Sometimes, but then I'll change the title or phrase a little bit. But I can’t listen too hard because it’s a catch-22 for me: if I try to listen, it doesn’t happen. It seems like it turns out the best when I hear those things coincidentally. I might be sitting at a bar, listening to music, and someone says something that sounds like a good line. Then I just grab a coaster or a napkin to write it down.
What about your environment? Is there a time or place when you get your best writing done?
As long as I'm able to completely focus, I can write anywhere. But I do enjoy writing late at night, especially after a gig. I might stay at the venue after a gig for an hour or two, even longer, and write. That’s one of my favorite times to write.
One of my favorite songs I've written was when I worked with Nick Lowe’s producer Neil Brockbank and his band in the studio. I was trying to come up with song ideas for several weeks. I had four gigs before that studio time, and the first gig was in Glasgow. After that gig, I wrote in a room off the venue. It had no door, so the noise from the bar area was quite loud. But even through all that noise, there was some comforting quality about that room. I wrote the song “I Love You More” in that room. All of that noise outside had nothing to do with the content of the song.
How much do you revise your lyrics?
Not much, really. Usually they come out pretty well formed. I make some tweaks when I'm making the record, but that doesn’t happen too often. There’s always a danger in overthinking a song.
If songs aren’t working, do you set them aside to work on them later?
I have tons of unfinished songs. If I ever run out of melodies, I can dig through stacks of cassettes of melodies from voice recorders that I used to have. I do go back and listen to those, and I also dig through notebooks.
What’s been your favorite song to write?
I have two. “I Love You More,” which comes out this spring on my new record London Southern. The other one is a tribute to Graham Parsons and George Jones called “The King of Broken Hearts.” I was a huge fan of both, and their influence on me was enormous. I was living in Hollywood at a hotel called The Magic Hotel, reading a biography of Graham Parsons by Sid Griffith. There’s a story about how Graham had a party where he was playing George Jones records, and he started crying. He told the people there that Jones was “The King of Broken Hearts.” I read that story and got the chills, and from there the melody for the song just came out. A few days later I went out to the Joshua Tree to this place called Cap Rock where they tried to cremate Graham. And the rest of the song just came to me there. I wrote it by the light of the moon. That was around 1986, and I still love doing that song.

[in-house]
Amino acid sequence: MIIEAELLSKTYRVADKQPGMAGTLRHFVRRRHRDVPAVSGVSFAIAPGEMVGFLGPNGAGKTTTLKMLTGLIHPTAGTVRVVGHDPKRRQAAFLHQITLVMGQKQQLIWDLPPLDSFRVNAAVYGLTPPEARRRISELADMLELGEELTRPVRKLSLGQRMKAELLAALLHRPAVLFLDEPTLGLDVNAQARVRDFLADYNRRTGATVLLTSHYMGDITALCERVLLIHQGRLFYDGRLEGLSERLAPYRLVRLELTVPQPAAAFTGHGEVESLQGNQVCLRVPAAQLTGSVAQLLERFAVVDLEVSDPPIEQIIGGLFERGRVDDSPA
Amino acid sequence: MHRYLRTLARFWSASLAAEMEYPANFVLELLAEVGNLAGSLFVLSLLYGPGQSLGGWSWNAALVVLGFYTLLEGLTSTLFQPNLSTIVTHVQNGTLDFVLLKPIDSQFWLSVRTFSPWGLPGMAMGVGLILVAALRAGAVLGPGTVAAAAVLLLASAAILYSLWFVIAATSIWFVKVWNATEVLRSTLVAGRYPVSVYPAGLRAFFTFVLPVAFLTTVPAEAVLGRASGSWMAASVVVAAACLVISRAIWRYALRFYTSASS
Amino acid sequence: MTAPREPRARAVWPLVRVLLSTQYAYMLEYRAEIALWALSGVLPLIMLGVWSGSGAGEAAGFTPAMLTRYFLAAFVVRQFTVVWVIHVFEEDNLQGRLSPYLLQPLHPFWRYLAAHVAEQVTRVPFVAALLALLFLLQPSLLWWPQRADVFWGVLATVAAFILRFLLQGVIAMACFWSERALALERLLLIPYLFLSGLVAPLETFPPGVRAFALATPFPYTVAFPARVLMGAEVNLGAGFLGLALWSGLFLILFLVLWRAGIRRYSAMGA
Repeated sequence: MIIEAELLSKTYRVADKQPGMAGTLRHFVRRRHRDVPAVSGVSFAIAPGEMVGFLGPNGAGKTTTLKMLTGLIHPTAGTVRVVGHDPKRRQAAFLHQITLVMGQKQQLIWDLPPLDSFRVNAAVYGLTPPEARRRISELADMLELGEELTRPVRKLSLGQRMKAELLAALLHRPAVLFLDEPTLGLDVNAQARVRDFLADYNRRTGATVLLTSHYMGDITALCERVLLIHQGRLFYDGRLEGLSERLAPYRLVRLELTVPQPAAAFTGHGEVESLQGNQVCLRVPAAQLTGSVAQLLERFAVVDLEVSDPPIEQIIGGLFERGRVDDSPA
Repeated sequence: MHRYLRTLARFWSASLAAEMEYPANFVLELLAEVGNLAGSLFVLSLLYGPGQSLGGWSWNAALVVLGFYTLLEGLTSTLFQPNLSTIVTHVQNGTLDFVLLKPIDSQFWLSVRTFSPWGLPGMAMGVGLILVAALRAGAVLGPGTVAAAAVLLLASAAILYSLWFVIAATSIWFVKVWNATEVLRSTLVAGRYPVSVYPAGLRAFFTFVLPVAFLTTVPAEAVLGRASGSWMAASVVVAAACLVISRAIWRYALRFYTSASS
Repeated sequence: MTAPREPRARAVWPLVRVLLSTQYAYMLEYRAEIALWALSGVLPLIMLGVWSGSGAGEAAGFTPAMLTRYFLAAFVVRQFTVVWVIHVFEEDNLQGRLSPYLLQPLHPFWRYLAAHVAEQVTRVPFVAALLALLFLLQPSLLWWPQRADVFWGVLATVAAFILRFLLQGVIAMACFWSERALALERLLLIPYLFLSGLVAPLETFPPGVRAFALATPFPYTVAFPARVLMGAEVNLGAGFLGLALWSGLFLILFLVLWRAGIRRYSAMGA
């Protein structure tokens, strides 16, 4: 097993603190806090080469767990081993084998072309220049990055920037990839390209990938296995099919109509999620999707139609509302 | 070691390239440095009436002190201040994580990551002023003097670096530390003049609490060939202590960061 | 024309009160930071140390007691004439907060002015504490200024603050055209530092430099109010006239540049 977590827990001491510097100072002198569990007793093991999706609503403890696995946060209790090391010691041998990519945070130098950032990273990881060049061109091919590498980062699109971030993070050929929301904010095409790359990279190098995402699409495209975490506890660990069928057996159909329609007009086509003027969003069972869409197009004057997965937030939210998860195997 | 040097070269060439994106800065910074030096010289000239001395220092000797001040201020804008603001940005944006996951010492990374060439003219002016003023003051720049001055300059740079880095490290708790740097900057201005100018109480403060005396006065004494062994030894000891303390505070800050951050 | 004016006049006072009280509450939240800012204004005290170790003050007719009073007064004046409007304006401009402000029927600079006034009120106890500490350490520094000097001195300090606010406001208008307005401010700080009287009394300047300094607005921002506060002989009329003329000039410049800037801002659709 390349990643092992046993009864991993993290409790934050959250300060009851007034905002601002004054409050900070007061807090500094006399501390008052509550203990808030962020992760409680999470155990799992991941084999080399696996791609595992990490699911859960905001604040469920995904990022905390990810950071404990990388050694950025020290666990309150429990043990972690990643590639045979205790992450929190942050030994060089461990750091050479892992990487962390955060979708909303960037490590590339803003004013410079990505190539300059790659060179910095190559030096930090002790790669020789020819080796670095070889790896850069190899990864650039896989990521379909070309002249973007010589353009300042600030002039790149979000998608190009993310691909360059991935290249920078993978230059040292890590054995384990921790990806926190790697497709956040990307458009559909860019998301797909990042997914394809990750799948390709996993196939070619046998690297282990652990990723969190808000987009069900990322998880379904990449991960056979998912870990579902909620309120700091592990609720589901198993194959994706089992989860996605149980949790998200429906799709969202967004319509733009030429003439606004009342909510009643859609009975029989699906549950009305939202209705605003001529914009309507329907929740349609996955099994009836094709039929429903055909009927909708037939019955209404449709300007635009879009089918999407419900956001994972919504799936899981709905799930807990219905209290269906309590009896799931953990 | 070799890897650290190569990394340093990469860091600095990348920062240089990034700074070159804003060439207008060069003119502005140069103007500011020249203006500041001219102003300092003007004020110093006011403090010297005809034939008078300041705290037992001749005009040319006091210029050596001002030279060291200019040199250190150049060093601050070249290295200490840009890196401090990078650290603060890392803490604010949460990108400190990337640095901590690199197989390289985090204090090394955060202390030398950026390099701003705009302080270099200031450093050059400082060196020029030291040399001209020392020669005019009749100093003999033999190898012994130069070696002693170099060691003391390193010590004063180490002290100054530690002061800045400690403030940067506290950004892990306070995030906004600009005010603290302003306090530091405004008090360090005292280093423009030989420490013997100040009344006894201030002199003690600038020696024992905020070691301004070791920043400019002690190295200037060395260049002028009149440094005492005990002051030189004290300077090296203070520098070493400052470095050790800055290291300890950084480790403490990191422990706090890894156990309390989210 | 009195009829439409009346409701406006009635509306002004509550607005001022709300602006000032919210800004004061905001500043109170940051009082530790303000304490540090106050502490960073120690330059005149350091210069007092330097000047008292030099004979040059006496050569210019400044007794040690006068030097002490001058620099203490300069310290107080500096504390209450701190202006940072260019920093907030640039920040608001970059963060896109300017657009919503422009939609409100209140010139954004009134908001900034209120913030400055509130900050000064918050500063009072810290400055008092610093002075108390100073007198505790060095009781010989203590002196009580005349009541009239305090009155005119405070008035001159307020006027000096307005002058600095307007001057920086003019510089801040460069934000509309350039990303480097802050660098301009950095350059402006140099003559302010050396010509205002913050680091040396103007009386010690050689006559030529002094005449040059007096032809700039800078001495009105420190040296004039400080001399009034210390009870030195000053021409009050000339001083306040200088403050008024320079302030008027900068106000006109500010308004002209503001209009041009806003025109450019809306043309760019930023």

What was the hardest song you ever wrote?
I was working on a record that became Persimmons in the mid 90s. I had recorded a melody and was going to call the song “Life by Numbers.” I was determined that it should be the first song on the album. It was getting to be about 4am and we had to finish the song. I had labored over the lyrics on several different occasions. I was in a bind because I had to finish the song; if I didn’t, I felt like the rest of the record wasn’t going to work for me because it had to be the first song on the album and I couldn’t do any other songs until I finished this one. But fortunately it all came out, and that process was very cathartic.
You mentioned all these cities where you’ve written. Does the city affect the songwriting?
It certainly can. I like to walks the streets of the cities I'm in. It may sound overly dramatic, but I like to walk those streets and think Merle Haggard walked these streets or Buck Owens walked these streets. There’s a real electricity there when I can walk those same streets.